• Solid Waste Levy
    • Community Housing mandatory rebates
    • Review of Statutory Fees and Charges
    • Mandatory rebates and exemptions
    • Review of services provided by Councils on behalf of State Government.

Campbelltown 2018 NAIDOC Youth Award - The Mayor presented the Campbelltown 2018 NAIDOC Youth Award to Mr Kaya Scott. Kaya is a boarder at Rostrevor College and a very worthy winner of this award which recognises the significant contribution he has made in the Aboriginal Community. 

Murray Park Reserve - Over the past two years, there have been a number of concerns and complaints about the use of Murray Park Reserve by dog owners exercising their dogs off lead. Murray Park Reserve is used for formal sport (where users are required to pay a fee) and regularly by a range of people casually. 

Council’s Animal Management Plan allows for people to use Murray Park for walking and exercising their animals in a responsible manner including having their dogs off lead provided the dogs are under the effective control of their owners at all times. 

Due to complaints received, Staff observations and the challenges in maintaining Murray Park to meet the required standard, Staff formed the opinion that a significant percentage of dog owners were not maintaining effective control of their dogs whilst using this facility. Furthermore, a significant number of dog owners consider Murray Park Reserve a defacto dog park due to the Reserve being fully fenced.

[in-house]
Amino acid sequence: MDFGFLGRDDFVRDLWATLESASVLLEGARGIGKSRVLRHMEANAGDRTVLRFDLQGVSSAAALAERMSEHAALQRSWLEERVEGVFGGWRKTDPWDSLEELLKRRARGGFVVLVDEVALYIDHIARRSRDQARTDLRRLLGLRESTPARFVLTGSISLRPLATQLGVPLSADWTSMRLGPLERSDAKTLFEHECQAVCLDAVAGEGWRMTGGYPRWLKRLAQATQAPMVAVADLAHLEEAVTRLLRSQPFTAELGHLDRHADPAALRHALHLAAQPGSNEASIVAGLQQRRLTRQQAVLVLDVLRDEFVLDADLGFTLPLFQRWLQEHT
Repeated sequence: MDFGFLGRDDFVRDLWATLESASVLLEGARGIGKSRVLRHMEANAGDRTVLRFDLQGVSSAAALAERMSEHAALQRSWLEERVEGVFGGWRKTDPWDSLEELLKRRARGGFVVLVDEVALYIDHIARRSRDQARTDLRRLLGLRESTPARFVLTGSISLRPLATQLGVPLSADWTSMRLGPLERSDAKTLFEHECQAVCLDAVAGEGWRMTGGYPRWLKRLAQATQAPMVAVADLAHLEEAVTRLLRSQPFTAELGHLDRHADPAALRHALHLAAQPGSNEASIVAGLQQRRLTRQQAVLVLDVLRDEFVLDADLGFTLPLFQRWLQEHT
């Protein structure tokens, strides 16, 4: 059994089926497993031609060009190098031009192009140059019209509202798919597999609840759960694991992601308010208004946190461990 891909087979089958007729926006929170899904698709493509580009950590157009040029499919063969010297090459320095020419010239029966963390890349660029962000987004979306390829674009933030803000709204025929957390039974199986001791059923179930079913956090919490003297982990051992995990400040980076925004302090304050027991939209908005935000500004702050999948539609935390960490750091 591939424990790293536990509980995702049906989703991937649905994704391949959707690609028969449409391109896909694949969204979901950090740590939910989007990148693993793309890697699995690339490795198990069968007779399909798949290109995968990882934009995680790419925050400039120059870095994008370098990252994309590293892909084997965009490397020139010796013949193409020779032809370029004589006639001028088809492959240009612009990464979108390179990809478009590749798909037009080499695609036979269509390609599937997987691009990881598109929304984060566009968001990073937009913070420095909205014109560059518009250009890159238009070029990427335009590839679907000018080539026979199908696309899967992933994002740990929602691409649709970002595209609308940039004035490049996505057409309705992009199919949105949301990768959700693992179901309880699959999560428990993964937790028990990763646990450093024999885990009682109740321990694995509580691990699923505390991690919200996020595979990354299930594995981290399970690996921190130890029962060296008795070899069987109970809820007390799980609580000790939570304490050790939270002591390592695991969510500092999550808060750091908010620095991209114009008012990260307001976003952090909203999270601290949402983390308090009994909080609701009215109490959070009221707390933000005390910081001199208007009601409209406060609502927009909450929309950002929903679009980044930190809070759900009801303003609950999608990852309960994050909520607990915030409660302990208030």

Although Staff understand the concerns raised by the dog owners, it is quite challenging for Staff to continue maintaining this Reserve as a defacto dog park as well as a sporting oval. There are continuous issues such as holes being dug, dog faeces and conflicts between the regular users (hirers, playground users, dog owners and maintenance staff). Therefore, if Council wish to continue the Reserve being used as a defacto dog park, Staff believe that a fence should be installed to separate the playground from the rest of the Reserve. However, should Council prioritise this Reserve as a sporting oval (eg soccer pitch), Staff believe that the gates be removed permanently to avoid a high concentration of dogs utilising this Reserve in an uncontrolled manner.

Therefore, to alleviate the current issue at Murray Park Reserve, Staff recommended that Council reaffirm their action in removing the pedestrian gates. Staff believe removing the gates will not increase the risk to the park users, especially as a partition fence has been provided to stop children running straight onto the road.